Three times a week my father, a Sunday School teacher and deacon, took the family to a local Fundamentalist Baptist church. It belonged to the General Association of Regular Baptist Churches, but the acronym GARBC was used by some of the less devout for the Grand Army of Rebellious Baptist churches. There I encountered the book that shaped my language, and my childhood; the book that I cannot escape, written by a committee four centuries ago. This is the “Authorized” or King James Version (KJV) of the Bible in English. Eventually there would come a time when I realized that the book which said “let there be light” was also full of dark words. I have yet to forgive this book for the sins of so many of its readers.
But as a kid I had my own KJV and I soon became a whiz at Bible sword drills. In Sunday school the teacher would call out a verse and we kids would thumb through our Bibles, “the Sword of the Lord,” to find it first. Memorizing the order of the books, old and new, was necessary. And there was no cheating allowed, not those fancy Bibles that had a little thumbed indentation along the margin with the name at the start of each book. The idea is that all the youths in the class would hold their Bibles up in the air as a chapter and verse was called out, like Hezekiah 3:7. The pros, like me, knew there is no book of Hezekiah in the Bible, so we snickered at the babes. Whoever found the verse first jumps up and reads it. I had fast hands, so I often won. I remember one time winning a toy pistol as a prize.
I still get chills and at times thrills from reading the litany of thees, thous, wist nots and verilies. Being named for the biblical prophet Daniel, his chapter became one of my favorites. Little did I know at the time that the text I was reading in the late 1950s had been revised into a more modern idiom. I am not sure how my elementary school learning would have tackled an original 1611 verse like Daniel 1:8: “But Daniel purposed in his heart, that he would not defile himselfe with the portion of the kings meat, nor with the wine which he dranke: therefore hee requested of the Prince of the Eunuches, that hee might not defile himselfe.”
Bible trivia was my Game of Thrones. I collected all kinds of questions about the Bible and its characters. For example, what is the shortest verse in the Bible, but definitely not a good choice for sword drills? The answer is John 11:35, which only has two words: “Jesus wept.” In hindsight, this may be one of the most profound statements in Holy Writ. Some were trick questions: How many people did Jesus feed with two loaves of bread and five fish? Those who really knew their Bible also were aware that it was five loaves and two fish, the answer to that being about 5,000. There were also jokes, like who was the shortest man in the Bible? The answer could be Nehemiah (knee-high-miah) or better yet, Bildad the Shuhite (shoe-height), a friend of poor old Job on his dunghill.
To grow up in a small Baptist church is to sing a lot of hymns. I imagine that I have sung over a hundred different gospel songs in my youth and many of the choruses and melodies still stick in my mind. The hymn book I remember best had all the old KJV-inspired standards from “The Old Rugged Cross” and “Bringing in the Sheathes” to “Standing on the Promises” and “There’s Power in the Blood.” Bible Baptists are not faint about songs of blood. Saturday night was my weekly bath and Sunday I would be “washed in the blood of the Lamb.” But the young kids start out with an easy chorus:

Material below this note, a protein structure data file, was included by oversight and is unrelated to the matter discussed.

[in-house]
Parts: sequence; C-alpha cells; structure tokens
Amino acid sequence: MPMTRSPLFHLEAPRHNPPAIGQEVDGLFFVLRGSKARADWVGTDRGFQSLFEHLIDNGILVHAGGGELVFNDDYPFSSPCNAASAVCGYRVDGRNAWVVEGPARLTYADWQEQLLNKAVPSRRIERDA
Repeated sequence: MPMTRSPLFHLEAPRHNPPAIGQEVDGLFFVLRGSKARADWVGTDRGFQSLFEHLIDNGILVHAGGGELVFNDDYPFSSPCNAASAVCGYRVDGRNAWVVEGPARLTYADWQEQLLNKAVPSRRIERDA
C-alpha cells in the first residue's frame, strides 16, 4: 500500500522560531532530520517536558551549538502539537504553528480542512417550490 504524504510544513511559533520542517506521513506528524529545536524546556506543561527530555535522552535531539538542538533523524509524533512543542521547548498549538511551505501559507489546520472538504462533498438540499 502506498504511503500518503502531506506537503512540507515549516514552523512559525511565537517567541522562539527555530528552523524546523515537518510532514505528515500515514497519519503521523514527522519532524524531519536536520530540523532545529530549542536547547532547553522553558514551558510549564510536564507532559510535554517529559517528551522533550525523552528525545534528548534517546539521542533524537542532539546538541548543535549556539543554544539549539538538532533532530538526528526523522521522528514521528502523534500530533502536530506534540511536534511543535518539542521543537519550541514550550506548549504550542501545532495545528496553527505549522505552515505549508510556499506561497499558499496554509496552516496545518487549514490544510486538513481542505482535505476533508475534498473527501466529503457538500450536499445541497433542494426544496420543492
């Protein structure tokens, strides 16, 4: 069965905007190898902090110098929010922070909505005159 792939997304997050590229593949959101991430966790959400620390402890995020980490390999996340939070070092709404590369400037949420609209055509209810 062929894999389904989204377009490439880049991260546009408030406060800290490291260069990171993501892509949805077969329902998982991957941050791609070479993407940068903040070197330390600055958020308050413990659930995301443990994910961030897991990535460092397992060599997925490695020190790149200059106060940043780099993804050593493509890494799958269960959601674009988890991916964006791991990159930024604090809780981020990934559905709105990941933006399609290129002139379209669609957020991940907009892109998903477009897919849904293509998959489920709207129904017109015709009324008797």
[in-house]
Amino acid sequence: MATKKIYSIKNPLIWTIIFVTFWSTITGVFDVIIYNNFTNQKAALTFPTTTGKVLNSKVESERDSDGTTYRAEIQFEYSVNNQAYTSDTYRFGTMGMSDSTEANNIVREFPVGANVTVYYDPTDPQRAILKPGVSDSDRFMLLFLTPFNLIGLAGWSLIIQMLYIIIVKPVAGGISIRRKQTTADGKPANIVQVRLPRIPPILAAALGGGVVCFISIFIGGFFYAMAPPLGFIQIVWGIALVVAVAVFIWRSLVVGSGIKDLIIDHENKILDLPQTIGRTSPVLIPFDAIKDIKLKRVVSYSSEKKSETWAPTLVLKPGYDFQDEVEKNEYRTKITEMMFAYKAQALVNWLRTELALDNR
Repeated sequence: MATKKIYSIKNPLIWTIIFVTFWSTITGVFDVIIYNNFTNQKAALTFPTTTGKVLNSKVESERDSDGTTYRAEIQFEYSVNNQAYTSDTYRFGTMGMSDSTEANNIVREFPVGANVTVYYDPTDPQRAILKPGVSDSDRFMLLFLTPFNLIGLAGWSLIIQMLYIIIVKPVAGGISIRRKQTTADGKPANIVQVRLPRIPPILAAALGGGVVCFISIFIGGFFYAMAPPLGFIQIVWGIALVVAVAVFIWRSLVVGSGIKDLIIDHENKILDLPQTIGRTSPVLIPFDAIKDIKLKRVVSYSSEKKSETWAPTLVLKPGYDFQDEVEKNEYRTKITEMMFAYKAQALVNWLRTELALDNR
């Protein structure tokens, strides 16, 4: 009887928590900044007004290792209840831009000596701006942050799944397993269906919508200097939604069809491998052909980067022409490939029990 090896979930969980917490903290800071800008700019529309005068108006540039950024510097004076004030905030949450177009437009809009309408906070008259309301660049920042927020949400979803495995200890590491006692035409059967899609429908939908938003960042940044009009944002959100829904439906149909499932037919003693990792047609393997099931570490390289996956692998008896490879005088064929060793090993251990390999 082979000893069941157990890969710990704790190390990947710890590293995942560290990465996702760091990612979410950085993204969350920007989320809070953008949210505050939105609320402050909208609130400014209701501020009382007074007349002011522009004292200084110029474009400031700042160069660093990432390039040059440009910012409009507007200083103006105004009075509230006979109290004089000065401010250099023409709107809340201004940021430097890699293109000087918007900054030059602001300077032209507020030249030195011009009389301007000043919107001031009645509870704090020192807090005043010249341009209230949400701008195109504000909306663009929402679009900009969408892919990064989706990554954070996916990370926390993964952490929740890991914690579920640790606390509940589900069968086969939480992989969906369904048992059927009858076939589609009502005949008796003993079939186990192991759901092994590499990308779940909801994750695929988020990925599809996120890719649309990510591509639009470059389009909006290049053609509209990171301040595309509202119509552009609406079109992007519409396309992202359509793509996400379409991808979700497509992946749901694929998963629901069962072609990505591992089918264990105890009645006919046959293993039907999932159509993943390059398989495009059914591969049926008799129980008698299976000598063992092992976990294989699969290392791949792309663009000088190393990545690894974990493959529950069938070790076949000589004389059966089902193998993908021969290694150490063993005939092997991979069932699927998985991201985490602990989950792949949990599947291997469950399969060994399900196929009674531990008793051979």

Yes, that’s the book for me.
I stand alone on the Word of God
The Bible, of course, was the KJV—the one that kept in all those references to the blood. Given all that talk about blood, I wondered what that grape juice we drank during communion really turned into.
When did I stop believing or thinking I believe? Up until my second year at an Evangelical college I continued to go to a church every Sunday, although the more I read philosophy, the less sense any of what I heard in sermons meant to me. Coming from a ritual barren Protestant background, I embraced the Christian mystics, finding a soulmate in Teilhard de Chardin, even if I could not pronounce his name. I wore a cross around my neck and let my hair grow. I took German so I could read Nietzsche in the original and contented myself with a major in Biblical Archaeology. After two years in college I woke up one morning and realized I did not have to go to church, nor believe what had been drummed into my head during my brief lifespan. It was a secular epiphany, being born again, but on my own terms.
I still love the KJV and find it inspiring, not for what it says but the way things are said. My favorite book these days is Job, the unlucky target of a power struggle between Jehovah and Satan. He had everything: “seuen thousand sheepe, and three thousand camels, and fiue hundred yoke of oxen, and fiue hundred shee asses, and a very great houshold.” I much prefer shee asses to donkeys. But Job lost everything and was tormented by fair-weather friends who insisted he must be a great sinner. Even Bildad the Shuhite weighed in: “Behold, God will not cast away a perfect man, neither will hee helpe the euill doers.” I admire Job’s resilience, but he still was a castaway in a one-sided theological squabble. In the real world evil doers get all the help they need.
The real world is not what the original King James English is about. What made sense to the child in me no longer makes sense to the child I remain. The God I once thought created me came down considerably the more I read and re-read the KJV, as I realized how much the likes of him was created by the likes of me.